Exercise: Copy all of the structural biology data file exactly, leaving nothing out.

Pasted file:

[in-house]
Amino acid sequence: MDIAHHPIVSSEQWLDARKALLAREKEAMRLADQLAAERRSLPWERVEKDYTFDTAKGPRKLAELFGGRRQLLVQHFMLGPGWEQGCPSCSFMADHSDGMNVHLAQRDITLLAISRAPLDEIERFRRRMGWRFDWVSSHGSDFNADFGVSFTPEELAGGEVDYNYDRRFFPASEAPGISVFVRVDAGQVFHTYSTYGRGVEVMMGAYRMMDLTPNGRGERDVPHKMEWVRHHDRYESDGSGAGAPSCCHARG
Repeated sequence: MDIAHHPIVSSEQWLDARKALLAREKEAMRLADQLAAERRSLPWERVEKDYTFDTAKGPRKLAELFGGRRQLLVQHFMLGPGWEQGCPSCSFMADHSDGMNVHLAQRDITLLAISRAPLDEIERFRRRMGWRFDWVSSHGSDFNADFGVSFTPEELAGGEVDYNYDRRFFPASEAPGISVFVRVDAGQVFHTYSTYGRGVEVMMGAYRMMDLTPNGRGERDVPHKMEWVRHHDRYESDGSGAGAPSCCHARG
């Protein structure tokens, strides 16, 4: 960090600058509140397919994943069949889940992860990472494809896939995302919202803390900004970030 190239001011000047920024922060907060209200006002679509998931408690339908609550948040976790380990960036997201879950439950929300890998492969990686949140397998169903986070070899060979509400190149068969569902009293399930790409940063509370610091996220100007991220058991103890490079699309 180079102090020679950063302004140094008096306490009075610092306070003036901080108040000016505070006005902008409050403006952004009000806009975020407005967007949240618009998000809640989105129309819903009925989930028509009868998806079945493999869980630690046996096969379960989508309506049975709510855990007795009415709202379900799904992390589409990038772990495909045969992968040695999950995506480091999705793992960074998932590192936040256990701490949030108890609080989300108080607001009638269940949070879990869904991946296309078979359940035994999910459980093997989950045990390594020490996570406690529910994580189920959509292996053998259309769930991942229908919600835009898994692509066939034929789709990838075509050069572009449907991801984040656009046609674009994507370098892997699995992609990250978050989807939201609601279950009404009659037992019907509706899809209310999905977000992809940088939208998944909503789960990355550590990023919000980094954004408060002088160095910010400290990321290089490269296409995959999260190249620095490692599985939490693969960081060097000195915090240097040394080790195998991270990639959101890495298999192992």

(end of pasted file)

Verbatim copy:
[in-house]
Amino acid sequence: MDIAHHPIVSSEQWLDARKALLAREKEAMRLADQLAAERRSLPWERVEKDYTFDTAKGPRKLAELFGGRRQLLVQHFMLGPGWEQGCPSCSFMADHSDGMNVHLAQRDITLLAISRAPLDEIERFRRRMGWRFDWVSSHGSDFNADFGVSFTPEELAGGEVDYNYDRRFFPASEAPGISVFVRVDAGQVFHTYSTYGRGVEVMMGAYRMMDLTPNGRGERDVPHKMEWVRHHDRYESDGSGAGAPSCCHARG
Repeated sequence: MDIAHHPIVSSEQWLDARKALLAREKEAMRLADQLAAERRSLPWERVEKDYTFDTAKGPRKLAELFGGRRQLLVQHFMLGPGWEQGCPSCSFMADHSDGMNVHLAQRDITLLAISRAPLDEIERFRRRMGWRFDWVSSHGSDFNADFGVSFTPEELAGGEVDYNYDRRFFPASEAPGISVFVRVDAGQVFHTYSTYGRGVEVMMGAYRMMDLTPNGRGERDVPHKMEWVRHHDRYESDGSGAGAPSCCHARG
């Protein structure tokens, strides 16, 4: 960090600058509140397919994943069949889940992860990472494809896939995302919202803390900004970030 190239001011000047920024922060907060209200006002679509998931408690339908609550948040976790380990960036997201879950439950929300890998492969990686949140397998169903986070070899060979509400190149068969569902009293399930790409940063509370610091996220100007991220058991103890490079699309 180079102090020679950063302004140094008096306490009075610092306070003036901080108040000016505070006005902008409050403006952004009000806009975020407005967007949240618009998000809640989105129309819903009925989930028509009868998806079945493999869980630690046996096969379960989508309506049975709510855990007795009415709202379900799904992390589409990038772990495909045969992968040695999950995506480091999705793992960074998932590192936040256990701490949030108890609080989300108080607001009638269940949070879990869904991946296309078979359940035994999910459980093997989950045990390594020490996570406690529910994580189920959509292996053998259309769930991942229908919600835009898994692509066939034929789709990838075509050069572009449907991801984040656009046609674009994507370098892997699995992609990250978050989807939201609601279950009404009659037992019907509706899809209310999905977000992809940088939208998944909503789960990355550590990023919000980094954004408060002088160095910010400290990321290089490269296409995959999260190249620095490692599985939490693969960081060097000195915090240097040394080790195998991270990639959101890495298999192992």